Business ethics is once again a hot topic as examples of improper business practices that violate commonly accepted ethical norms are brought to our attention. With the increasing number of scandals business schools find themselves on the defensive in explaining what they are doing to help respond to the call to teach ‘‘more’’ business ethics. This paper focuses on two issues germane to business ethics teaching efforts: the ‘‘targeted output’’ goals of teaching business ethics and when in the curriculum business (...) ethics should be taught. (shrink)
The recent corporate scandals in the United States have caused a renewed interest and focus on teaching business ethics. Business schools and their faculties are reexamining the teaching of business ethics and are reassessing their responsibilities to produce honest and truthful managers who live lives of integrity and ethical accountability. The authors recognize that no agreement exists among business schools and their faculties regarding what should be the content and pedagogy of a course in business ethics. However, the authors hold (...) that regardless of one’s biases regarding the content and pedagogy, the effective teaching of business ethics requires that the instructor in designing and delivering a business ethics course needs to focus particular attention on four principal questions: (1) what are the objectives or targeted learning outcomes of the course? (2) what kind of learning environment should be created? (3) what learning processes need to be employed to achieve the goals? and (4) what are the roles of the participants in the learning experience? The answers to these questions provide the foundations for any business ethics course. The answers are major determinants of the impact of a business ethics course on the thinking of students and the views on the ethical and professional accountabilities and responsibilities of managers in the workplace. (shrink)
Three of the most venerable objections to anthropomorphic conceptions of the divine are traceable to Xenophanes and his critique of the early Greek gods. Though suitably revised, these ancient criticisms have persisted over the centuries, plaguing various religious communities, particularly those of classical Christian commitment. Xenophanes complained that anthropomorphism leads to unseemly characterizations, noting that both over the ages, the list of unseemly characteristics has expanded somewhat.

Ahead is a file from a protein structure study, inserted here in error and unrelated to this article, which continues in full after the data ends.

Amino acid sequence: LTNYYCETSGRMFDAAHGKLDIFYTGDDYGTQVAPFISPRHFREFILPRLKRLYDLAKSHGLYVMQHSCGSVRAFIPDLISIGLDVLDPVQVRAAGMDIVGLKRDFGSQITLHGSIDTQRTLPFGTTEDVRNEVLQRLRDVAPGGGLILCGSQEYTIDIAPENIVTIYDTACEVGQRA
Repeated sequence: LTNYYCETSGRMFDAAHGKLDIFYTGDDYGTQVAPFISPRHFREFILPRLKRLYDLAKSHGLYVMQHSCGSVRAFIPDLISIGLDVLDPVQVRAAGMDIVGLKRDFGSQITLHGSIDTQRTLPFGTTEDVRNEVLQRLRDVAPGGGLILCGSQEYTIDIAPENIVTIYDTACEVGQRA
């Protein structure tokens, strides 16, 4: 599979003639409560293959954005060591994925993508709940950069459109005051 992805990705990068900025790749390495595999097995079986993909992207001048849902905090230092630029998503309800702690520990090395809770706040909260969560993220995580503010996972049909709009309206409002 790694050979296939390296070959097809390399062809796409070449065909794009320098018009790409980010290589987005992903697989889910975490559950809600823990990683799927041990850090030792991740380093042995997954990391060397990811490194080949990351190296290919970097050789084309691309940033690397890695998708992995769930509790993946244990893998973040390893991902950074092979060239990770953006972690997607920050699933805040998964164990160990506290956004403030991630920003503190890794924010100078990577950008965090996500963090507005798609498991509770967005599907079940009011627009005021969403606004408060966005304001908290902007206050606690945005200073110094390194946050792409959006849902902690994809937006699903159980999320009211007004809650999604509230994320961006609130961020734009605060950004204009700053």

In a footnote to ‘Of Miracles’, David Hume defined the miraculous as ‘… a transgression of a law of nature by a particular volition of the Deity, or by the interposition of some invisible agent .’ In the opening pages of the essay itself, however, Hume dropped the reference to agency in favour of the simpler declaration that any ‘ … miracle is a violation of the laws of nature …’ This preference for the simpler formulation was deliberate. According to (...) Hume, it was their violation of natural law that provided the genuinely intimidating obstacle against miracles. As the course of his argument makes clear, Hume believed that the massive accumulation of evidence supporting the regularity of nature invariably would overwhelm any meagre reports to the contrary. For this reason alone, questions of divine agency could be ignored as purely academic. (shrink)
This book details the discovery and significance of the Shanghai Museum Zhou Yi, the Wangjiatai Gui cang, and the Fuyang Zhou Yi, including full translations of the texts and additional evidence that constructs a new narrative of the Yi ...
In sentences like Every teacher laughed we think of every teacher as a unary (=type (1)) quantifier - it expresses a property of one place predicate denotations. In variable binding terms, unary quantifiers bind one variable. Two applications of unary quantifiers, as in the interpretation of No student likes every teacher, determine a binary (= type (2)) quantifier; they express properties of two place predicate denotations. In variable binding terms they bind two variables. We call a binary quantifier Fregean (or (...) reducible) if it can in principle be expressed by the iterated application of unary quantifiers. In this paper we present two mathematical properties which distinguish non-Fregean quantifiers from Fregean ones. Our results extend those of van Benthem (1989) and Keenan (1987a). We use them to show that English presents a large variety of non-Fregean quantifi ers. Some are new here, others are familiar (though the proofs that they are non-Fregean are not). The main point of our empirical work is to inform us regarding the types of quantification natural language presents - in particular (van Benthem, 1989) that it goes beyond the usual (Fregean) analysis which treats it as mere iterated application of unary quantifiers. Secondarily, our results challenge linguistic approaches to "Logical Form" which constrain variable binding operators to "locally" bind just one occurrence of a variable, e.g., the Bijection Principle (BP) of Koopman and Sportiche (1983). The BP (correctly) blocks analyses like For which x, x's mother kissed x? for Who did his mother kiss? since For which x would locally bind two occurrences of x. But some of our irreducible binary quantifiers are naturally represented by operators which do locally bind two variables. This paper is organized as follows: Section 1 provides an explicit formulation of our questions of concern. Section 2 classifies the English constructions which we show to be non-Fregean. Section 3 presents the mathematical properties which test for non-Fregean quantification and applies these tests to the constructions in Section 2. Proofs of the mathema tical properties are given in the Appendix. (shrink)